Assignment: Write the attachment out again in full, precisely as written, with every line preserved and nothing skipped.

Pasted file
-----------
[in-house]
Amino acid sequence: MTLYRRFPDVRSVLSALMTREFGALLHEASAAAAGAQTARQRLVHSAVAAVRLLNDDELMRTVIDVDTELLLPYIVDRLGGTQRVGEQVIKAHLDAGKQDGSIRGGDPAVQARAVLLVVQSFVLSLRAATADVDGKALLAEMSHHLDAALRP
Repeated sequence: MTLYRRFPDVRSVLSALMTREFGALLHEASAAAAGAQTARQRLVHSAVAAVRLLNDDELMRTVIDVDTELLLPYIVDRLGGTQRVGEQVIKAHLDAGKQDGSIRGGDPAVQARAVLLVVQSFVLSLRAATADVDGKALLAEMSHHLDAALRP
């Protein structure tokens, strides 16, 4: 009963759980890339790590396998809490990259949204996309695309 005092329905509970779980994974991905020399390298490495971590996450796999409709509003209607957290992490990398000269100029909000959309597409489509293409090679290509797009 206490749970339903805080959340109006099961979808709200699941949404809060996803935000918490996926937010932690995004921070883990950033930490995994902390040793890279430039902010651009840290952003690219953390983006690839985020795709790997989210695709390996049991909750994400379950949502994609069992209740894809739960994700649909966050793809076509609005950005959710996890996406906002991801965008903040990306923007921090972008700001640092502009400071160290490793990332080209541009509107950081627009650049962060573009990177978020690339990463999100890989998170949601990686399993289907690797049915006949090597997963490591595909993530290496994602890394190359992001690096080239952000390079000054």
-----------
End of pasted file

[in-house]
Amino acid sequence: MTLYRRFPDVRSVLSALMTREFGALLHEASAAAAGAQTARQRLVHSAVAAVRLLNDDELMRTVIDVDTELLLPYIVDRLGGTQRVGEQVIKAHLDAGKQDGSIRGGDPAVQARAVLLVVQSFVLSLRAATADVDGKALLAEMSHHLDAALRP
Repeated sequence: MTLYRRFPDVRSVLSALMTREFGALLHEASAAAAGAQTARQRLVHSAVAAVRLLNDDELMRTVIDVDTELLLPYIVDRLGGTQRVGEQVIKAHLDAGKQDGSIRGGDPAVQARAVLLVVQSFVLSLRAATADVDGKALLAEMSHHLDAALRP
């Protein structure tokens, strides 16, 4: 009963759980890339790590396998809490990259949204996309695309 005092329905509970779980994974991905020399390298490495971590996450796999409709509003209607957290992490990398000269100029909000959309597409489509293409090679290509797009 206490749970339903805080959340109006099961979808709200699941949404809060996803935000918490996926937010932690995004921070883990950033930490995994902390040793890279430039902010651009840290952003690219953390983006690839985020795709790997989210695709390996049991909750994400379950949502994609069992209740894809739960994700649909966050793809076509609005950005959710996890996406906002991801965008903040990306923007921090972008700001640092502009400071160290490793990332080209541009509107950081627009650049962060573009990177978020690339990463999100890989998170949601990686399993289907690797049915006949090597997963490591595909993530290496994602890394190359992001690096080239952000390079000054």